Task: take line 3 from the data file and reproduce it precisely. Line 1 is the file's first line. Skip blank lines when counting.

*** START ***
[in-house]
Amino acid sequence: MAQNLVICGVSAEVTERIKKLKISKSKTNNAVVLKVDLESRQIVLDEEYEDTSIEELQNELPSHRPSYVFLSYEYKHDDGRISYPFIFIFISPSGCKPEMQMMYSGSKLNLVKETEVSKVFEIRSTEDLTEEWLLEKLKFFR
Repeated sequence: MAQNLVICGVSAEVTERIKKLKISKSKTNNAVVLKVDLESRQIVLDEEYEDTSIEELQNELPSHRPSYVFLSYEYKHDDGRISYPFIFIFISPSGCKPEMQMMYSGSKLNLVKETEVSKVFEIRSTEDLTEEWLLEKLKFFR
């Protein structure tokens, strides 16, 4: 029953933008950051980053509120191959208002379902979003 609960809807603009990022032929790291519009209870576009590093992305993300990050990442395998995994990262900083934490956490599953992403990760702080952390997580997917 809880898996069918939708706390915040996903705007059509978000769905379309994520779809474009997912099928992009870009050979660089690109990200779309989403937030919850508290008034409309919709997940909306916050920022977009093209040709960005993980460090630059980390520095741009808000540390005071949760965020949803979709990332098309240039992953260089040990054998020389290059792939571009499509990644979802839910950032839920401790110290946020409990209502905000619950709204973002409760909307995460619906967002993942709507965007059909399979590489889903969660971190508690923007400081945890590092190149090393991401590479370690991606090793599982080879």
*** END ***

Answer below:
Repeated sequence: MAQNLVICGVSAEVTERIKKLKISKSKTNNAVVLKVDLESRQIVLDEEYEDTSIEELQNELPSHRPSYVFLSYEYKHDDGRISYPFIFIFISPSGCKPEMQMMYSGSKLNLVKETEVSKVFEIRSTEDLTEEWLLEKLKFFR